Department Of Emergency Services New Kent Island Site Will Improve Response Time

The response to a call for help is even closer with the opening of a new Emergency Medical Services station on Kent Island.

The Queen Anne’s County Department of Emergency Services recently opened the station just south of the Matapeake school complex on Route 8 and Davidson Drive. The station is fully equipped and will help decrease response time and improve service to the Kent Island and Grasonville area.

“This is a great opportunity for us and for the community,” said the county’s Emergency
Medical Services chief Scott Haas about the new station, which opened in October.
Haas said seventy percent of the emergency calls in the county come from Kent Island, Grasonville and Queenstown.

“We had one unit covering the Kent Island and Grasonville area…and it was anywhere from a 12 to 20 minute response time to southern Kent Island,” said Haas. When a call came in from southern Kent Island, there was just one unit covering the entire area and it could take as long as 20 minutes to get to the location from the nearest station located at the Kent Narrows Marina.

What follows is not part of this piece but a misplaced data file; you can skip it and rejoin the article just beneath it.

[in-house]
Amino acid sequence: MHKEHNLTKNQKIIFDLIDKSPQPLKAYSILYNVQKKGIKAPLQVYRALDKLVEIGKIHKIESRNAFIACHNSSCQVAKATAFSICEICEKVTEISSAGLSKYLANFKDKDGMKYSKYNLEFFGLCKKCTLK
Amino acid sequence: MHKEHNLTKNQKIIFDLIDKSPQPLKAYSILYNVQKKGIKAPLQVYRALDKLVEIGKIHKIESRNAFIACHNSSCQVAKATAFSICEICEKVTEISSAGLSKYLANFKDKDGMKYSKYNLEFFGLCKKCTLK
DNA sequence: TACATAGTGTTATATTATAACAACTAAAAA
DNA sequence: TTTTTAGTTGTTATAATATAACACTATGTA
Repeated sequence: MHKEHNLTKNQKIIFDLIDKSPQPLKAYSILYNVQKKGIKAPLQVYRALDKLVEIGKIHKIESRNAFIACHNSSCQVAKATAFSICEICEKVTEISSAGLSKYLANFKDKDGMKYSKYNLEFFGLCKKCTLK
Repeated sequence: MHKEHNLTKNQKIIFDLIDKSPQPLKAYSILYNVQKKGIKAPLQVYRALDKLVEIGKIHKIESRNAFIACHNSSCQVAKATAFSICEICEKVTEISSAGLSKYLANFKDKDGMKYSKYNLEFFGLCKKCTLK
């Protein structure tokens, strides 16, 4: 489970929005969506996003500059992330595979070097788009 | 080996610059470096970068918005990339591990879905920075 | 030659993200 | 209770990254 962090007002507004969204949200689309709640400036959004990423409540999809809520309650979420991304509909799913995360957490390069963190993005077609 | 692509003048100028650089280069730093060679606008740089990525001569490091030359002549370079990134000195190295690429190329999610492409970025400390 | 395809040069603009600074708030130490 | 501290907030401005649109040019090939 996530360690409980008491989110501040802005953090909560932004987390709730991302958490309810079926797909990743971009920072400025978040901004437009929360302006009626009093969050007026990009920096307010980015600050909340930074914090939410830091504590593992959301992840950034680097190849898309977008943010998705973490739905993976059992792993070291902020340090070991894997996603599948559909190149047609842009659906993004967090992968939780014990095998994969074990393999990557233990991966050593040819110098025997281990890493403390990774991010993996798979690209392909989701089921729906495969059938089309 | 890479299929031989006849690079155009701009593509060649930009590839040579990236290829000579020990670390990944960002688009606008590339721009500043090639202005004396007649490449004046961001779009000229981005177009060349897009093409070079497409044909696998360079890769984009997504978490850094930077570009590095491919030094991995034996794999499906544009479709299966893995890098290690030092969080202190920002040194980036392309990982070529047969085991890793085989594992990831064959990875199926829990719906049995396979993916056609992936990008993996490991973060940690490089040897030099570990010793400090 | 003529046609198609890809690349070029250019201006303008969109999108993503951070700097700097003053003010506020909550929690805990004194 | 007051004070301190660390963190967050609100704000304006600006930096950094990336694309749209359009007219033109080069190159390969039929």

The opening of the Kent Island station allows paramedics to get to some southern Kent Island locations in as little as six minutes. One of the Department’s primary objectives is to have a system wide response time no longer than 12 minutes and this new station is helping immensely, said Haas.

The building is owned by the Queen Anne’s County Board of Education and has been leased to the county through the Department of Parks and Recreation. When a need arose for a new EMS station on Kent Island, Parks and Recreation offered the space to DES.
Haas gives much of the credit for renovation of the building to Queen Anne’s County Fire Marshal George Eber. The building, said Haas, was in real disrepair when DES took possession in September.

Eber sprearheaded the volunteer effort to repair the building and recruited staff from DES to clean, put up new sheetrock, paint and fix the plumbing. The furniture was all donated from other county departments. “We begged, borrowed and stole from every department…these guys were a very resourceful bunch,” said Haas, who estimates total cost for the project at about $30,000, including a new septic, fire suppression system, heat pump and roof. “We did a lot on a shoe string budget,” he said.

Haas said there is room for future expansion of the building in the attic, as well as plenty of storage space inside and in the garage. The Kent Island station is in operation 24 hours a day, seven days a week.

The Department of Emergency Services is comprised of four divisions; Office of the Fire Marshal, Emergency Medical Services, Communications and Emergency Management.